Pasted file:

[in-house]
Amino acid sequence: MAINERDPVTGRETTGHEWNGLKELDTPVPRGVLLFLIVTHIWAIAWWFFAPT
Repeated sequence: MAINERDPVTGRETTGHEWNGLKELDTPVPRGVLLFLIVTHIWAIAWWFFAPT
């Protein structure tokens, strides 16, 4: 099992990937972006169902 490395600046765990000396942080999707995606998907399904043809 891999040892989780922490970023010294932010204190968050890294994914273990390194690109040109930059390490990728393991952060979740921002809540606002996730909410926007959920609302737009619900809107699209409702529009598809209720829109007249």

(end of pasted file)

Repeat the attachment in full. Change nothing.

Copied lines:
[in-house]
Amino acid sequence: MAINERDPVTGRETTGHEWNGLKELDTPVPRGVLLFLIVTHIWAIAWWFFAPT
Repeated sequence: MAINERDPVTGRETTGHEWNGLKELDTPVPRGVLLFLIVTHIWAIAWWFFAPT
């Protein structure tokens, strides 16, 4: 099992990937972006169902 490395600046765990000396942080999707995606998907399904043809 891999040892989780922490970023010294932010204190968050890294994914273990390194690109040109930059390490990728393991952060979740921002809540606002996730909410926007959920609302737009619900809107699209409702529009598809209720829109007249």